Hot and dry were the watchwords for July in the Midlands.
Some highlights as reported by local offices of the National Weather Service and the High Plains Regional Climate Center:
Two Nebraska cities were the driest on record: Norfolk with no officially no rain, although a trace was recorded, and Omaha with .01 inches of rain.
Three others in Nebraska were second driest: Grand Island, Lincoln, and Valentine, with rain totals ranging from .08 inches in Valentine to .33 inches in Lincoln.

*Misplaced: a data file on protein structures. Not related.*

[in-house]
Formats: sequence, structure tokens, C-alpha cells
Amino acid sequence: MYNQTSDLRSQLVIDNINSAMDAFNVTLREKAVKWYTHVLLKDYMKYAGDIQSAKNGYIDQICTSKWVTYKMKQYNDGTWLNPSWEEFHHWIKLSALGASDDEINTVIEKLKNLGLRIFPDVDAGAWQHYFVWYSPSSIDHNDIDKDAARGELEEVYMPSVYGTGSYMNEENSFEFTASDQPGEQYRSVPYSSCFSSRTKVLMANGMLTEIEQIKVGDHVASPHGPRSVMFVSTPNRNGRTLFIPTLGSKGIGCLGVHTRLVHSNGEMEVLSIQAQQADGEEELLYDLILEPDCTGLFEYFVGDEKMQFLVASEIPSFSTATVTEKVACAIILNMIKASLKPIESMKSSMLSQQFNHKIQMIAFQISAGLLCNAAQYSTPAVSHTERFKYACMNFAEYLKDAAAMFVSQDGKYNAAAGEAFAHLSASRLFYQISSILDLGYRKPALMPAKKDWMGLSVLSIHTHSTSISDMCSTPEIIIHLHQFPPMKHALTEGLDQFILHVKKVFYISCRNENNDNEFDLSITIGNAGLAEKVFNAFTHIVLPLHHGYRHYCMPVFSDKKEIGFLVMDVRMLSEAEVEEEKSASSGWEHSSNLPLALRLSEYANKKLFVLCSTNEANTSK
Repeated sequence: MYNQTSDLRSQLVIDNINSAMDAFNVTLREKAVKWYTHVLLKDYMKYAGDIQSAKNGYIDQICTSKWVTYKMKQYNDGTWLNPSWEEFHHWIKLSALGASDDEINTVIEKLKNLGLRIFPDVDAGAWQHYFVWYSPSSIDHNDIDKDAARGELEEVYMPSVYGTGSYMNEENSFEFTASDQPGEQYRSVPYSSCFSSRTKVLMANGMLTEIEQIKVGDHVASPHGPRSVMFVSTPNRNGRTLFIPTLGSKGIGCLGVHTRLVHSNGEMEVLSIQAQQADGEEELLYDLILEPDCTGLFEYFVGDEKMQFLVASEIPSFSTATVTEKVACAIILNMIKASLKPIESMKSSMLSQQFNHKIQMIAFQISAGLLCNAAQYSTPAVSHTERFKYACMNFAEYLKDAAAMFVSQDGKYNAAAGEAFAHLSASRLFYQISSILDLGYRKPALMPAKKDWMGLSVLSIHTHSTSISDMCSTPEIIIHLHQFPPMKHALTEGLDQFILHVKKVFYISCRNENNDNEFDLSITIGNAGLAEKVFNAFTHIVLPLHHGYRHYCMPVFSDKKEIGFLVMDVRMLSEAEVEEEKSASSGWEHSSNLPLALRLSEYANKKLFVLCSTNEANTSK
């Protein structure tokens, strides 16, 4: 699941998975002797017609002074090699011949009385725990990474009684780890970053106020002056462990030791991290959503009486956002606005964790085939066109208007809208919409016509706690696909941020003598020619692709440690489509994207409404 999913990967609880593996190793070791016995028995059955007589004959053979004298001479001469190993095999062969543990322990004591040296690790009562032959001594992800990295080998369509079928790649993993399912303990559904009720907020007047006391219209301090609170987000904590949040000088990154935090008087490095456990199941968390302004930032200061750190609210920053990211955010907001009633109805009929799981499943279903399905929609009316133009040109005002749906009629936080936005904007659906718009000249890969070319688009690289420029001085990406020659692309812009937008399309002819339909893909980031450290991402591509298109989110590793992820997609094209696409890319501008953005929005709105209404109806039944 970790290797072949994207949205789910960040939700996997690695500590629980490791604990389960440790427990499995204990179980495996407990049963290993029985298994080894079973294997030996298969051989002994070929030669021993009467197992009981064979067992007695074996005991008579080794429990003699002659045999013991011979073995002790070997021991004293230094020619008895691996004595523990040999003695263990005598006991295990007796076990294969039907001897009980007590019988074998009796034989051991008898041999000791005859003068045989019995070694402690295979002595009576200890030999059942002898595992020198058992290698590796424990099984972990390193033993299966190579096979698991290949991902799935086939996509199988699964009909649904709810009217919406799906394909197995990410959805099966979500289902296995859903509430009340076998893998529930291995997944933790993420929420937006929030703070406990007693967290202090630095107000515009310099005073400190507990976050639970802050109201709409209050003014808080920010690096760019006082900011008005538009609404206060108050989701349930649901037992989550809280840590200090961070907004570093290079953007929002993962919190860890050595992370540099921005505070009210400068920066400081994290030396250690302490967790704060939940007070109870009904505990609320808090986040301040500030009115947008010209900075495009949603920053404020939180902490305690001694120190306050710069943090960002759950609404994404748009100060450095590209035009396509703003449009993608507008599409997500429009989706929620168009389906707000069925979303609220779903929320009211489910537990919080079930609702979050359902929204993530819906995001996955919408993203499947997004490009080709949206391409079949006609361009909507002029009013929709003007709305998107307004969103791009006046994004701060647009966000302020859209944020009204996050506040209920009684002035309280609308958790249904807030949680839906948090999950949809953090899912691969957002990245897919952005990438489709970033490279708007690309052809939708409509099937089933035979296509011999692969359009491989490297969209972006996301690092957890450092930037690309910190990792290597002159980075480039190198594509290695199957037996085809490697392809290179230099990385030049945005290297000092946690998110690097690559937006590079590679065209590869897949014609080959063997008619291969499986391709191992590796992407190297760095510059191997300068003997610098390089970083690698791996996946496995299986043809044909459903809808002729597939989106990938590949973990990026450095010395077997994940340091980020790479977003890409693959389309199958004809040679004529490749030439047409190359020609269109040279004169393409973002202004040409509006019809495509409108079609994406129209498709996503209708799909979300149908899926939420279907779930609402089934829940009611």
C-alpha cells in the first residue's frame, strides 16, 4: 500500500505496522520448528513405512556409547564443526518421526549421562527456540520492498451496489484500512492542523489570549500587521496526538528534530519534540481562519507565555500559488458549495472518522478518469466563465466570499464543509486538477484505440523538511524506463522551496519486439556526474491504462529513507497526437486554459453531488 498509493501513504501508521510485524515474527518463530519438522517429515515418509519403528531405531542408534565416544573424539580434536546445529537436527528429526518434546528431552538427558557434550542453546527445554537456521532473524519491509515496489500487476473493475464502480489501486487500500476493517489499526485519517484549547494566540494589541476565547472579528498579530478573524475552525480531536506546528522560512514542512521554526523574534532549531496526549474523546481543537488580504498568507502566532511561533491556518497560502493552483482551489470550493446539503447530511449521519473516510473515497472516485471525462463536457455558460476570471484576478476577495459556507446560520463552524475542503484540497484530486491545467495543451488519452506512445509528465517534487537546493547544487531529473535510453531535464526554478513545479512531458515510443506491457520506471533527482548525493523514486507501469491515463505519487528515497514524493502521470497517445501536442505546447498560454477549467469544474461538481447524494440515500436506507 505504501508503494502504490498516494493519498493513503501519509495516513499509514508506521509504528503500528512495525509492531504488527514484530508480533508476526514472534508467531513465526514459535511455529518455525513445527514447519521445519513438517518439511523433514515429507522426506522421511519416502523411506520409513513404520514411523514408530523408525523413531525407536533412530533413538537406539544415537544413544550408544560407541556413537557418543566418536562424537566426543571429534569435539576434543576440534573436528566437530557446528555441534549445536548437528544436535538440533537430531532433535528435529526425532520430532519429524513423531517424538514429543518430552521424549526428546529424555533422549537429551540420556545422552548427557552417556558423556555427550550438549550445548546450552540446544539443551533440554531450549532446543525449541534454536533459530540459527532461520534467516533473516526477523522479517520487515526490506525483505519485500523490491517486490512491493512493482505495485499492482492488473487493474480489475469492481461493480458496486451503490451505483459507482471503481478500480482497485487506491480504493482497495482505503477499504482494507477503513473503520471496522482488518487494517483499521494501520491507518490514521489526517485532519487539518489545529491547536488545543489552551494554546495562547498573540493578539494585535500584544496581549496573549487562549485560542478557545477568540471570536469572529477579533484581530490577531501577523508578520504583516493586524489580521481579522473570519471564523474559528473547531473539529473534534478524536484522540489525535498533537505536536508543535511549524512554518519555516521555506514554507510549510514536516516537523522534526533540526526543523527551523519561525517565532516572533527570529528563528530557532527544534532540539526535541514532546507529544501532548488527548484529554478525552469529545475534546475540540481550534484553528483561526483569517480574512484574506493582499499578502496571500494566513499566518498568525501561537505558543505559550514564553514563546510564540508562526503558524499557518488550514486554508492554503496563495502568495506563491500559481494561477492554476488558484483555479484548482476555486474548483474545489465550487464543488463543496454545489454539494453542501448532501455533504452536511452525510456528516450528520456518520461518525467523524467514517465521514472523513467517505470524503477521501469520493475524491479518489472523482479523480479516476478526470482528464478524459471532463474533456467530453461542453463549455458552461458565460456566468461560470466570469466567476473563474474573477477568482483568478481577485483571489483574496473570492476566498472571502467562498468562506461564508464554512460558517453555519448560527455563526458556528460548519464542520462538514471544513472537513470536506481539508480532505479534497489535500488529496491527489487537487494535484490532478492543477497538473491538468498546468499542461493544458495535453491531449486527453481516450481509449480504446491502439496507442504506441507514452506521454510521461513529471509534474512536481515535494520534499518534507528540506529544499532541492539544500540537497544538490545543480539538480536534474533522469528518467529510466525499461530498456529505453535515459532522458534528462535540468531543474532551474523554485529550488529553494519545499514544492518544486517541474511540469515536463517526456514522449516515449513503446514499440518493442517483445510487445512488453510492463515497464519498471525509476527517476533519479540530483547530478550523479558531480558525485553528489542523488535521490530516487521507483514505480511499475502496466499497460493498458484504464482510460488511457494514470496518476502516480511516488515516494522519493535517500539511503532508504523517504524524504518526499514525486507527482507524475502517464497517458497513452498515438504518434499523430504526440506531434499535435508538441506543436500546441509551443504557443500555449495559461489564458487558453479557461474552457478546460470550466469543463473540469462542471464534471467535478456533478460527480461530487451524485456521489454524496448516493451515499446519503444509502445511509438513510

No cities in Nebraska, thus far, have reported their warmest July on record, but the month was in the top 10 for the following cities: Valentine and Scottsbluff, second warmest; Norfolk, third warmest; Omaha, fourth warmest; North Platte, fifth; Grand Island, sixth; and Lincoln, seventh.
Average daily temperatures ranged from 79.7 degrees at Scottsbluff to 84.8 degrees in Omaha.
Iowa experienced its fifth-driest July and fourth-warmest, said Harry Hillaker, state climatologist.
Two Iowa communities — Audubon and Atlantic — received a trace of rain, and for both it was a record dry month, Hillaker said.